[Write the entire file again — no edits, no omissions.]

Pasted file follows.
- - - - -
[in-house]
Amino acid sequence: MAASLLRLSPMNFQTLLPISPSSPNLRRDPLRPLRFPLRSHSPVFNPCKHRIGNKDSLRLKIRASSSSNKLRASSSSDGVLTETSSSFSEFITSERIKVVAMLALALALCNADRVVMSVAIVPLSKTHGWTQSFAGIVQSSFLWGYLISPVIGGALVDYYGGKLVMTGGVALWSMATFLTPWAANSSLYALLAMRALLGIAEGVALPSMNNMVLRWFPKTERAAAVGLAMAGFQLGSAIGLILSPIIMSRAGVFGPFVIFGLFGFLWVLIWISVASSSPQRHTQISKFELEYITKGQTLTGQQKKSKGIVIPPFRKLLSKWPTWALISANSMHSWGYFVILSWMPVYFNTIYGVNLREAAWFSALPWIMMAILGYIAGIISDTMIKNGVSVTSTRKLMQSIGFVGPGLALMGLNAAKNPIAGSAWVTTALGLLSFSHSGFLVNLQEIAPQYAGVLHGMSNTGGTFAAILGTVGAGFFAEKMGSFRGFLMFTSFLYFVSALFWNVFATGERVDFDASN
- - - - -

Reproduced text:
[in-house]
Amino acid sequence: MAASLLRLSPMNFQTLLPISPSSPNLRRDPLRPLRFPLRSHSPVFNPCKHRIGNKDSLRLKIRASSSSNKLRASSSSDGVLTETSSSFSEFITSERIKVVAMLALALALCNADRVVMSVAIVPLSKTHGWTQSFAGIVQSSFLWGYLISPVIGGALVDYYGGKLVMTGGVALWSMATFLTPWAANSSLYALLAMRALLGIAEGVALPSMNNMVLRWFPKTERAAAVGLAMAGFQLGSAIGLILSPIIMSRAGVFGPFVIFGLFGFLWVLIWISVASSSPQRHTQISKFELEYITKGQTLTGQQKKSKGIVIPPFRKLLSKWPTWALISANSMHSWGYFVILSWMPVYFNTIYGVNLREAAWFSALPWIMMAILGYIAGIISDTMIKNGVSVTSTRKLMQSIGFVGPGLALMGLNAAKNPIAGSAWVTTALGLLSFSHSGFLVNLQEIAPQYAGVLHGMSNTGGTFAAILGTVGAGFFAEKMGSFRGFLMFTSFLYFVSALFWNVFATGERVDFDASN